The effect of thus arousing curiosity and 
inquisitiveness is shown in the manner in 
which your interest can be aroused by some- 
one telling you that he has some important 
information to impart and in the next breath 
saying that on second thought he has con- 



cluded it is of such a character that it should 
not be told you. 

Immediately your inquisitiveness is excited. 
You are more anxious to have the informa- 
tion than you are willing to admit. 

By telling of Mr. Coffin's triumphs we have 
touched upon a topic of absorbing interest 
to all. By omitting details we have aroused 
an inquisitiveness that is prompting thou- 
sands to write to us and call on dealers for 
more details. 

CHAPTER XII 

Kind of Advertising Most Profitable to 

Dealers 

Five trained firemen can quench a flame 
that a hundred men working independently 
could not control. 

Each dealer may have a successful way to 
advertise. His way may be better than 
ours. We do not say that our way is the 
only way. 

But our advertising has a better chance 
to succeed than that of any dealer. Ours 
is a national appeal, while no dealer, because 
of the expense involved and the waste it 
would entail could hope to extend his adver- 
tising far beyond the boundaries of the dis- 
trict in which he operates. 

We can show a decided advantage in the 
type of advertising we use. When you see 
the influence of publishing the same kind 
of copy we print, we are sure that you will 
realize the money spent for local advertising 
is bringing you a greater return than by the 
use of any other copy. 

When John offered to bet Frank that he 
could not bear to allow the contents of a 
pail of water to drip, one drop at a time, 
on his hand, Frank thought it was easy 
money. So his hand was tied and the water 
was made to fall at the rate of about one 
drop a second. 

At first Frank thought it was fun. Then 
it began to annoy him and he talked to the 
boys about other subjects. He wanted to 
keep his mind off his hand. Then he began 
to squirm. He said it was "Getting on his 
nerves." Each succeeding drop fell with 
a heavier thud. His face became wreathed 
in terror and every muscle in his body was 
held tense as if to withstand a terrible blow, 
uiach drop now sent a thrill of pain into 
every nerve center. They were cutting with 
the sharpness of a dagger and Frank cried 
to be released from his position of torture. 

It was the repetition, the constant ham- 
mering. The mind was made to take the 
impressions that were driven into it with 
such powerful penetration. 

The public is just as susceptible to the 
constant repetition of a statement as was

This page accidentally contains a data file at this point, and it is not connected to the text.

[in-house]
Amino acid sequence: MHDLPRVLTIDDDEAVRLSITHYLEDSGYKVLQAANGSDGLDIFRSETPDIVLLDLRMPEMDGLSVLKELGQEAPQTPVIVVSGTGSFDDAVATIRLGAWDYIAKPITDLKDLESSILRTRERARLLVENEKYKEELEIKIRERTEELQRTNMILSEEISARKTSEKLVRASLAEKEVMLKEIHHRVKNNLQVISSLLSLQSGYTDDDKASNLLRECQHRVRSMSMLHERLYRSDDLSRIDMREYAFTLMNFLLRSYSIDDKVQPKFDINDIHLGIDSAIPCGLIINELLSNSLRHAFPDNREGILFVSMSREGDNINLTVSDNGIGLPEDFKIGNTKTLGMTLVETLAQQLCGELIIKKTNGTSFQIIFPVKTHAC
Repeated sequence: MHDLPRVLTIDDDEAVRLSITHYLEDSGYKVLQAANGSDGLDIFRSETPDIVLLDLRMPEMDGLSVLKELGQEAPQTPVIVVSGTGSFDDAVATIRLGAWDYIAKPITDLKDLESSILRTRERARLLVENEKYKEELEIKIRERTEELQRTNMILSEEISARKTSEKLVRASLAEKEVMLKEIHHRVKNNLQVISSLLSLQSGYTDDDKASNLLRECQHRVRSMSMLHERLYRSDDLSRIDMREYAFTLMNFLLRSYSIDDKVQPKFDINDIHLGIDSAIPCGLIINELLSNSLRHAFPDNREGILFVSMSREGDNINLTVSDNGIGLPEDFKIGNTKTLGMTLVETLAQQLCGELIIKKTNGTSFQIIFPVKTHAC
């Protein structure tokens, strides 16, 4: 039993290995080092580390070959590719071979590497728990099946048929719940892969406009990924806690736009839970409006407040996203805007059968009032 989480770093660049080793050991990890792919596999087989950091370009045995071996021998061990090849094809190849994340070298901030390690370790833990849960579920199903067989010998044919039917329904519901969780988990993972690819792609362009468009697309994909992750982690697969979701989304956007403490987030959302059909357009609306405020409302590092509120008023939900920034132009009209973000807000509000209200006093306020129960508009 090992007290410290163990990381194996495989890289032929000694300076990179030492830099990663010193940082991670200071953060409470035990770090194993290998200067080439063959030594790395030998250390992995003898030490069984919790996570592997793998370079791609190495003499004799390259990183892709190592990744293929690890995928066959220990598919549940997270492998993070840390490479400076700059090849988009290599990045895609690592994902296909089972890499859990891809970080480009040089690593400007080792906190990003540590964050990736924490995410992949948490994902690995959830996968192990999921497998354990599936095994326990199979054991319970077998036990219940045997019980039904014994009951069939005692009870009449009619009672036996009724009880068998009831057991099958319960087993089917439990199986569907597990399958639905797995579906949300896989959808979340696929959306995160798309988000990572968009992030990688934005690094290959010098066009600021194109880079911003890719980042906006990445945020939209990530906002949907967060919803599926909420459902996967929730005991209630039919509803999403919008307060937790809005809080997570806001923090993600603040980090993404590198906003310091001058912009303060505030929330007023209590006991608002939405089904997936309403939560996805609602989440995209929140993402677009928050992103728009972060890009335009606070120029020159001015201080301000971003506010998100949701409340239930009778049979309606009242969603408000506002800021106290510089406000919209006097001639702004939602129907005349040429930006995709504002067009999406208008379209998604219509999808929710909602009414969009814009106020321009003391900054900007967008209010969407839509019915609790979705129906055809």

Frank to the drop of the water. 

Let us see how that applies to your adver- 
tising and to ours. 

Our advertising is appearing in publica- 
tions that go wherever there is the slightest 
possibility of interesting anyone in auto- 
mobiles. No one escapes. There is no pros- 
pective buyer of an automobile in your ter- 
ritory who has not and does not see Hudson 
advertisements. Our advertisements some- 
time will make a deep impression on the 
minds of most of the persons interested in 
an automobile. 

These people also see the papers in which 
you advertise Hudson cars. If your adver- 
tisements are different from those that we 
publish, they by their individual influence 
fail to make the impression that you desire 
them to produce. 

If the advertisements that appear over 
your name are similar to those that appear 
(Continued on Pare 3, Col. 1) 

Digitized by VjOOQIC 



THE HUDSON TRIANGLE 



The Babies in the Big Family 

A family without a baby is hardly to be 
considered a real family. And so it is that 
in the Big Hudson Family there are lots of 
little ones. Every 
now and then we 
hear some interest- 
ing stories about 
them. This is one 
of them. 

In Manchester, N. 
H. lives Mrs. Hal- 
sey Gibson, wife of 
a salesman for the 
dealer at that point. 
Mrs. Gibson claims 
to be a member of 
m u l s*i_ j c tne Bi S Family and 

Mrs.Hal^Ga^nandSon by tne game ^^n 

she says that her little son is also entitled 
to that distinction. 

Mrs. Gibson is training up the boy in the 
way he should go so that when he becomes 
of the proper age he will undoubtedly turn 
his energies in the direction of selling Hud- 
son cars as his father has done. 

His nightly lullaby, composed by Mrs. 
Gibson and sung to the tune of Jingle Bells, 
is as follows: 

"Now if you're getting wise 
That an auto you should buy, 
Just see 'the man who knows,' 
And he'll say 'A Hudson try.' 
There's no use fussing 'round 
With all the other makes. 
For anyone who tries a 'Hud' 
Why that's the car he takes. 

Chorus — 

Slide along! Glide along! 

Speeding like Old Nix. 

Oh, what fun it is to ride 

In a big, smooth Hudson Six. 

Oh. slide along! Glide along! 

O'er the land we fly. 

A Hudson Six you'll surely And 

Is the only car to buy." 

Automobile Salesmanship 

(Continued from Page. 2, Col. 3) 

in the magazines, if they present the same 
thought, in the same way, if they tell the 
story exactly as it is told in the other pub- 
lications, the effect of impressing the value 
of the Hudson car on the reader's memory 
is that much more certain. 

Our national advertising awakens a wide 
interest for Hudson cars. It is creating thou- 
sands of inquiries by mail and is sending 
buyers to every Hudson dealer. 

Certain thoughts presented in these adver- 
tisements are making this appeal. Some 
printed argument is responsible for this 
interest. It is shown by the fact that the 
buyer has come to learn more about the 
Hudson. 

Unless you take advantage of that recog- 
nized condition, you lose much of the 
advantage that the advertising has created 
for you. 

If a great many persons come into the store